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Learning, Sharing, and Teaching => Taxes => Australia Tax Discussion => Topic started by: MrsV on April 23, 2021, 07:01:08 PM

Title: Couple in late 40s - should the ETF strategy be different to younger couples?
Post by: MrsV on April 23, 2021, 07:01:08 PM
Hello again!

I'm wondering if anybody has any reading they'd recommend for a couple near 50 starting to get into ETFs? We have always been savers and we did buy an investment property 13 years ago. But are only now getting into ETFs ...

Our strategy when we were younger was more the route of paying the (big!) mortgage ASAP and maximising superannuation. We haven't built much outside of these two because, honestly, the idea of early retirement never struck us until recently!

Perhaps it is because we can't travel right now, but the fantasy of being able to spend half the year overseas each year in our mid to late 50s is only growing stronger each day so the motivation to get a portfolio going that we can use to bridge 5-6 years is strong.

I've read lots of great information, love all the threads on this forum (obviously!) and have been reading lots of blogs and books, but given our short time frame and age, I don't relate to it ALL as so much of the passive investment info is based around time in the market.

I'm wondering if anybody can recommend any reading for late starters? Say we wanted to bridge five years between ER and accessing super ... but we only had six years to get that ETF portfolio working. I imagine that strategy is very different to somebody in the 20s or even 30s. Or is it not? Does the magic simply lie in getting that money into the ETFs each month?

We are currently putting money into VAS, VDGR (chose this over VDHG as we had no bonds), and VGS. We put a few thousand at one stage into VAE. We certainly aren't looking to expand the ETS in our strategy. ☺️  But I hear lots of Australians talk about a portfolio that balances franked dividends with growth. I'm thinking VAS should stay in because of this.

Totally understand we all have to walk our own path and am not looking for advice, but wondering if there are late starters here that have any thoughts to share, or reading material to recommend? Thanks!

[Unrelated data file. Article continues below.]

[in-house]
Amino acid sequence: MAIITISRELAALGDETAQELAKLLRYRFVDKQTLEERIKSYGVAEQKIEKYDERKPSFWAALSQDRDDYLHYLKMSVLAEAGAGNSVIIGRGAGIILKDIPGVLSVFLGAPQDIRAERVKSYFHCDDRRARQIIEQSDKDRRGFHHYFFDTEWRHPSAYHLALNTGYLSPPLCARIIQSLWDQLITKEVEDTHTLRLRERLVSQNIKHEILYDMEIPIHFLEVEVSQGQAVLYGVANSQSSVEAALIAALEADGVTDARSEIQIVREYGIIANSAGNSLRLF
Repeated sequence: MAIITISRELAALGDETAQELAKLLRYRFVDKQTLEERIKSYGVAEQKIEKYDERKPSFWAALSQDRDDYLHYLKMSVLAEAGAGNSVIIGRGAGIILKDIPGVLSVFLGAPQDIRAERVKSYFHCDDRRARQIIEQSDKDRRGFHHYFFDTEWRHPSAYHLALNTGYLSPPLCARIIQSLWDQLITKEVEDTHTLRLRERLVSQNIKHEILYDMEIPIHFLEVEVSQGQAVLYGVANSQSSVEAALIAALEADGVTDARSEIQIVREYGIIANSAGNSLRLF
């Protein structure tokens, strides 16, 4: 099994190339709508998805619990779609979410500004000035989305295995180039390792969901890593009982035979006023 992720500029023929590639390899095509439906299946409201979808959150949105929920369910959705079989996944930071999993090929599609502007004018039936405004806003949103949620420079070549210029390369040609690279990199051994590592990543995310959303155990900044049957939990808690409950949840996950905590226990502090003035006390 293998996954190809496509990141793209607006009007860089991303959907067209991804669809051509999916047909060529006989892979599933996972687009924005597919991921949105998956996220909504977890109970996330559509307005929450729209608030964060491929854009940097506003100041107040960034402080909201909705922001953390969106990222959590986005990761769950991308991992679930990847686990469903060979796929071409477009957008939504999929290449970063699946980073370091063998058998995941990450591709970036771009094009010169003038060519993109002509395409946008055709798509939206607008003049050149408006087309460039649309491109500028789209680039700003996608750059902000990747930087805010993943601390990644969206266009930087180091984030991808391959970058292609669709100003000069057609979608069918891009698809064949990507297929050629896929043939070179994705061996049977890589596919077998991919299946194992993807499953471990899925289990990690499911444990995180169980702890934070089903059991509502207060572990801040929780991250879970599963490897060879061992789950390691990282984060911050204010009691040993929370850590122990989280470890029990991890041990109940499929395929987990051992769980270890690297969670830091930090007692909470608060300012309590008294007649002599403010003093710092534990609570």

Title: Re: Couple in late 40s - should the ETF strategy be different to younger couples?
Post by: mjr on April 23, 2021, 08:09:53 PM
You'll need to tell us if your plan is save enough in the ETFs to throw off enough income for those 5-6 years, or whether you plan to draw those funds down to zero-ish in time for you to access your super.

I'm going to assume the former.

You have 6 years to build up assets outside of super.  While that's an OK period to invest in shares and expect a decent return, it's not too many years before that window starts to close and the volatility becomes an issue.  After 3 years, you're down to 3 years to go before you want to access the money and at that point you start to worry that a crash/correction could torpedo your investments and they may not recover in time. 

If you're not worried about that or you can delay retirement, then fine, chuck it all into ETFs.  You'll still have 12 years before you're 60 and that's more than enough time to warrant equities investments, but the dependence on the funds after 6 starts to cloud the issue.

I suspect that you're better off having a fairly conservative aseet allocation, say 50% ETFs and 50% cash/bonds/term deposits.  You'll need to crunch your own numbers as to whether or not you plan to draw down on the ETFs or rely on dividend income.

Your question isn't really about ETFs, by the way.  Your question is about rates of return and asset allocations needed to plan for the next 12 years.
Title: Re: Couple in late 40s - should the ETF strategy be different to younger couples?
Post by: cool7hand on April 25, 2021, 07:10:16 AM
Check out the portfolios here: As I recall, Golden Butterfly and All Seasons are two of the lower volatility portfolios, which sounds like they might fight your situation/goals.
Title: Re: Couple in late 40s - should the ETF strategy be different to younger couples?
Post by: K-ice on April 25, 2021, 10:11:34 AM
Even in The Simple Path to Wealth he keeps 75% equity in retirement.

I think the 4% rule is based on 50:50. But many young people are encouraged to have 100% stocks. In short, I think itís fair to have a different allocation as you age. I wouldnít go so far as bonds = age but some kind of diversification.